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Will selling a home mean Medicaid repayment? The answer may surprise you. These tips will help determine if you can keep the money from a home sale.

Medicaid has very strict rules regarding how much income the beneficiary can receive. Assets from a home sale are considered income for the purpose of Medicaid eligibility. While a current Medicaid beneficiary is typically able to keep their primary residence if there is an intent for the beneficiary to return home from long term care at some point sale of the home is not allowed. So, will selling a home mean Medicaid repayment for a current Medicaid beneficiary? Yes, Medicaid will require funds from the sale of a home (even a primary residence) to be used for Medicaid repayment.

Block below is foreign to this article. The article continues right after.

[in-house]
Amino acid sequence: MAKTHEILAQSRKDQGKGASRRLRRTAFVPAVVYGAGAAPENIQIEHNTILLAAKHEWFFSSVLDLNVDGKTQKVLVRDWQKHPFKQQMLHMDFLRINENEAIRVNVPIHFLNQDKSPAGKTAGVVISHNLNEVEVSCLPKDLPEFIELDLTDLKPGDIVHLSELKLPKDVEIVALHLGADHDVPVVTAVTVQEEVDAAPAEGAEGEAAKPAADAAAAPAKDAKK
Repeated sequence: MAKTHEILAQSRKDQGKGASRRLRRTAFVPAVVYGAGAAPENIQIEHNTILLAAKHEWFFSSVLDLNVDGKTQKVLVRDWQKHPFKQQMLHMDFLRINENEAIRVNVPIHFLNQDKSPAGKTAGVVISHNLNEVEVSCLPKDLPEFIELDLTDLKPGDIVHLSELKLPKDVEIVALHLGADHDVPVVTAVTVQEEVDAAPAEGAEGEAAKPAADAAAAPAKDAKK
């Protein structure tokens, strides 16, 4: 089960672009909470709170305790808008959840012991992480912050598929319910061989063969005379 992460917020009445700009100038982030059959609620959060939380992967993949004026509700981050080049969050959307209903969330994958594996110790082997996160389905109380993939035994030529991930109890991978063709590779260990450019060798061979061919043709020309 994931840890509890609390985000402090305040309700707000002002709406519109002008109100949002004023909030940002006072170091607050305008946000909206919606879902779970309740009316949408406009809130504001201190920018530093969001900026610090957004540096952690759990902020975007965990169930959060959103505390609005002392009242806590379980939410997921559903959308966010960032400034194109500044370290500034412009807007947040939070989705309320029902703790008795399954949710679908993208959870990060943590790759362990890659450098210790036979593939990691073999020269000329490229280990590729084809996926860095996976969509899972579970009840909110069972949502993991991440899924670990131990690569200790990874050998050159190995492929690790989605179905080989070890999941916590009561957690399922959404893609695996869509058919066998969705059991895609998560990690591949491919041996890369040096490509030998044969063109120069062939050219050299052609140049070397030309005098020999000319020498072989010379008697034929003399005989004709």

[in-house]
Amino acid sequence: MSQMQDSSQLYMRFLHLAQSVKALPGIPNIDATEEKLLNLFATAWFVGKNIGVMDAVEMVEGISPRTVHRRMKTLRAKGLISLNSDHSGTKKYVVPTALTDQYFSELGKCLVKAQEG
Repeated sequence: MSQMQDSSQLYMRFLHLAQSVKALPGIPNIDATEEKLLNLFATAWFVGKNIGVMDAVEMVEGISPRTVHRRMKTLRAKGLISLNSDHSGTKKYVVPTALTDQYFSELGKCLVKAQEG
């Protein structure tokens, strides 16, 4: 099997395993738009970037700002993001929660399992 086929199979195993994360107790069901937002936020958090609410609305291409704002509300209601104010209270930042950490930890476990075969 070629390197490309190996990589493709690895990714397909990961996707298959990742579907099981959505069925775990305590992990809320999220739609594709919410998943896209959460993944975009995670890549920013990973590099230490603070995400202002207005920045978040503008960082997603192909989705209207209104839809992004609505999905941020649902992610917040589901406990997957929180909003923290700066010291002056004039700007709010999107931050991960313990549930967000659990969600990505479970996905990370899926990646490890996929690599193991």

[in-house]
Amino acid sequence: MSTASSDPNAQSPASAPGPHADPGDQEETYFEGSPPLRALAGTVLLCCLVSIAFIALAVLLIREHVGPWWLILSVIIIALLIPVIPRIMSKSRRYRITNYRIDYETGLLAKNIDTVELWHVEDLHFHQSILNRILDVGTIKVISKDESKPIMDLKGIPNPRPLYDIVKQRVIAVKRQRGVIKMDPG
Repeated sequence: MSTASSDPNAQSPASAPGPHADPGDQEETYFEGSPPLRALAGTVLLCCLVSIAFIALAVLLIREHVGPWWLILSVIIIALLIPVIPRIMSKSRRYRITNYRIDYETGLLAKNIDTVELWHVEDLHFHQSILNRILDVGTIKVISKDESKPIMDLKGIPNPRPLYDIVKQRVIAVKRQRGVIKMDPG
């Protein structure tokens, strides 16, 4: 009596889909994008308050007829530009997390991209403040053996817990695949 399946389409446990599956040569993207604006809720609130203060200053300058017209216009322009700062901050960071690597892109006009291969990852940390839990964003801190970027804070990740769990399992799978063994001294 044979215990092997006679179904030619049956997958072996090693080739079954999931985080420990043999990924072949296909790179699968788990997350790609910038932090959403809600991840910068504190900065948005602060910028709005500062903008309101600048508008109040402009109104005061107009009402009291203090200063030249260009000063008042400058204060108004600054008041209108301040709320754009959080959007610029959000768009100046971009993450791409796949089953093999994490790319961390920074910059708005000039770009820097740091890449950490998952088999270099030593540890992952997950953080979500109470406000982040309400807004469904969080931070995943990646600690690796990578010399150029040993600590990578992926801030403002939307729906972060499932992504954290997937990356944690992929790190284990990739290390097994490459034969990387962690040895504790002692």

Will gifting of a home avoid Medicaid repayment?

If a home is gifted or sold for below fair market value Medicaid will consider the recipient ineligible for Medicaid until the penalty (assessed by the fair market value of the asset) is repaid. Medicaid will not force the sale of the recipients primary residence if the recipient intends to return home from long term care, or if a qualified family member is still living in the residence. If the recipient does not intend to return home from long term care, or if the family member in residence decides to sell the house Medicaid will seize the assets of the sale for Medicaid repayment.

If the home is sold or gifted before applying for Medicaid will I be penalized?

Medicaid has a look back period starting from the day Medicaid benefits are applied for. Starting in 2006 this look back periods extends five years back from the date Medicaid benefits are applied for. If the home is sold or gifted (along with any other assets) during that five year period the assets resulting from the sale or gift will be considered when determining Medicaid eligibility.